Starring Robert Sean Leonard, Evan Mirand, Rene Auberjonois, Cheryl Pollak, and David Warner
My rating: ★★ 1/2 stars
Amiable and occasionally clever teen comedy.
In no way is this film a masterpiece. Nor could it be classified as a good film in any serious discussion of the art form. At best, it’s passable. But if one were to adopt an axiology based on how likeable a film is, My Best Friend Is a Vampire would rate higher than average.
After a midnight rendezvous with a sexy, mysterious (and rather toothy) woman, Houston teen Jeremy Capello (Robert Sean Leonard) soon notices a few changes. Dogs howl outside his window. He’s lost his appetite for food, particularly pizza with garlic. His bathroom mirror doesn’t work. An odd man follows him around.
Soon, the man introduces himself as Modoc (Rene Auberjonois), and he’s Jeremy’s advisor, sort of like a vampire guidance counselor. He tells Jeremy that he is now a vampire and gives him a handbook to read, Vampirism: A Practical Guide to an Alternative Lifestyle.
The words “Alternative Lifestyle” in the handbook title aren’t an accidental choice. The movie comes off a bit like a coming out story. The awkward moment where Jeremy reveals his new nature to his best friend Ralph (Evan Mirand) could easily play out with “gay” replacing “vampire.” Ralph’s reaction, his fear that Jeremy will want his blood, would also work perfectly if “body” replaced “blood.” Modoc’s speech to Jeremy about being “different” is just the kind of pep talk a counselor might give a gay youth.
In fact, Jeremy’s parents (Fannie Flagg, Kenneth Kimmins), noticing their son’s change in behavior, leap to the erroneous conclusion that he’s gay. This misunderstanding has all the depth of a typical episode of Three’s Company, but it brings a few laughs. That this subplot never veers into the offensive is an accomplishment for a film made in 1987.
Jeremy is not, however, gay. The subplot of Jeremy romancing band geek Darla Blake (Cheryl Pollak) is the most tedious part of the movie. The movie makes it clear that Darla is not a catch and, with the way Pollak plays her, she’s not particularly likeable. So, I have to wonder what Jeremy sees in her, why he expends so much energy to get her to go out with him, and, after blowing the first date by vamping out and leaving her stranded by the side of the road so as not to bite her, to get her to give him a second chance.
Complicating matters are obsessive vampire hunter Professor McCarthy (David Warner) and his dim-witted sidekick, who have confused Ralph for Jeremy. The confusion leads to situations that are manic and kinetic but never reach the point of being actually funny.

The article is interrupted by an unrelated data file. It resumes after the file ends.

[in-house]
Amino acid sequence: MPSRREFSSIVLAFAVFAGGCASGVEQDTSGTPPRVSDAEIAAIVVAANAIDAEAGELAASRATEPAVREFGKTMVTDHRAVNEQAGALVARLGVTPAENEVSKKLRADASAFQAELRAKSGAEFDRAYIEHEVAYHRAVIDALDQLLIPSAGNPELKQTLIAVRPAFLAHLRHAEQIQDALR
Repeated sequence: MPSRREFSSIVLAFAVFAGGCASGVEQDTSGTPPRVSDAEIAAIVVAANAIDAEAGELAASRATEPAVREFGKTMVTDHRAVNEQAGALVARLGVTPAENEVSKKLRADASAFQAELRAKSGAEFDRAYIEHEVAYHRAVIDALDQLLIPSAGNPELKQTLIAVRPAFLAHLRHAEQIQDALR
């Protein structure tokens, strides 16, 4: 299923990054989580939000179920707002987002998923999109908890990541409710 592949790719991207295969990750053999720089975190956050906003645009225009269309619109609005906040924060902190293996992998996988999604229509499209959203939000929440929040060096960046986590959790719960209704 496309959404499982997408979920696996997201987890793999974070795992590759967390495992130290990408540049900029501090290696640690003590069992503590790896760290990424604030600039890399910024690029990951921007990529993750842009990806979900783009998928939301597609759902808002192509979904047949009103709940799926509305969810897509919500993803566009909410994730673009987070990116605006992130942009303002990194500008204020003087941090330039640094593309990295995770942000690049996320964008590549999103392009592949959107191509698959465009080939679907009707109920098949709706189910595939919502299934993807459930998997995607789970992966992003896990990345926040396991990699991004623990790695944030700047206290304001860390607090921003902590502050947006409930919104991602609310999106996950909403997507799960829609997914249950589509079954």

Often confused for the inferior, execrable Once Bitten, which starred a young Jim Carrey, My Best Friend Is a Vampire is innocuous and mildly diverting. Leonard (Dead Poets Society, House M.D.) is more likeable than Carrey. Unlike the stars of most teen movies, he was actually a teenager when the movie was made. His youth lends an endearing awkwardness to his earnest charm. And the supporting cast, particularly Mirand and Auberjonois, are a cut above the 1980s teen flick standard.
The movie has faults that are typical of teen movies of its era. There’s a carelessness and sense of haste that permeates the film. Leonard’s vampire make-up looks as if it had been smeared on with a butter knife. The music cues are abrupt and overly loud. The midpoint musical montage (to Timbuk3′s “The Future’s So Bright, I Gotta Wear Shades”) turns into a music video. But the songs are generally pretty good, so I can’t complain too much.
The film benefits by being set in an actual place (Houston) and from actually having been filmed in Houston instead of Canada doubling as Generic Suburbia, USA. Even though there’s nothing in the script that’s especially “Houston-ish,” the location scenes don’t have to cover up anything distinctive to the city, grounding the movie with a sense of place.
While My Best Friend Is a Vampire may not be the best version of the premise that could have been made, it’s far from the worst. Although it may not be a good film, it holds up as an amiable time-waster.
OSCAR-WINNER ALERT: A pre-Misery Kathy Bates shows up in one scene as Darla’s mother.